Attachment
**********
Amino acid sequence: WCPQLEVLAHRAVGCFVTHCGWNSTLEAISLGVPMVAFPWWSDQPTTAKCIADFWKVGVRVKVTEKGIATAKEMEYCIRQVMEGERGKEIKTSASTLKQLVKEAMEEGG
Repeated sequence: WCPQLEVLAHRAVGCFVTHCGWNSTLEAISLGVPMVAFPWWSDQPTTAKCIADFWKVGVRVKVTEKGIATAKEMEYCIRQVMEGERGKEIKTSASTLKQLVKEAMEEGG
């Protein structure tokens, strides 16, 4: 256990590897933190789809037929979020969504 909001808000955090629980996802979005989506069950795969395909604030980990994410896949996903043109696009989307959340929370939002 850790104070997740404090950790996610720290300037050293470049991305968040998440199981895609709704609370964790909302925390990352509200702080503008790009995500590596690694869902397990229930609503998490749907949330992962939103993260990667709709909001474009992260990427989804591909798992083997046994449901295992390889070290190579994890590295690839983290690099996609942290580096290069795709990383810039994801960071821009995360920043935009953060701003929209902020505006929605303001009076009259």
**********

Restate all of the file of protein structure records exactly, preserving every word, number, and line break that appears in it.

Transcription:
Amino acid sequence: WCPQLEVLAHRAVGCFVTHCGWNSTLEAISLGVPMVAFPWWSDQPTTAKCIADFWKVGVRVKVTEKGIATAKEMEYCIRQVMEGERGKEIKTSASTLKQLVKEAMEEGG
Repeated sequence: WCPQLEVLAHRAVGCFVTHCGWNSTLEAISLGVPMVAFPWWSDQPTTAKCIADFWKVGVRVKVTEKGIATAKEMEYCIRQVMEGERGKEIKTSASTLKQLVKEAMEEGG
């Protein structure tokens, strides 16, 4: 256990590897933190789809037929979020969504 909001808000955090629980996802979005989506069950795969395909604030980990994410896949996903043109696009989307959340929370939002 850790104070997740404090950790996610720290300037050293470049991305968040998440199981895609709704609370964790909302925390990352509200702080503008790009995500590596690694869902397990229930609503998490749907949330992962939103993260990667709709909001474009992260990427989804591909798992083997046994449901295992390889070290190579994890590295690839983290690099996609942290580096290069795709990383810039994801960071821009995360920043935009953060701003929209902020505006929605303001009076009259």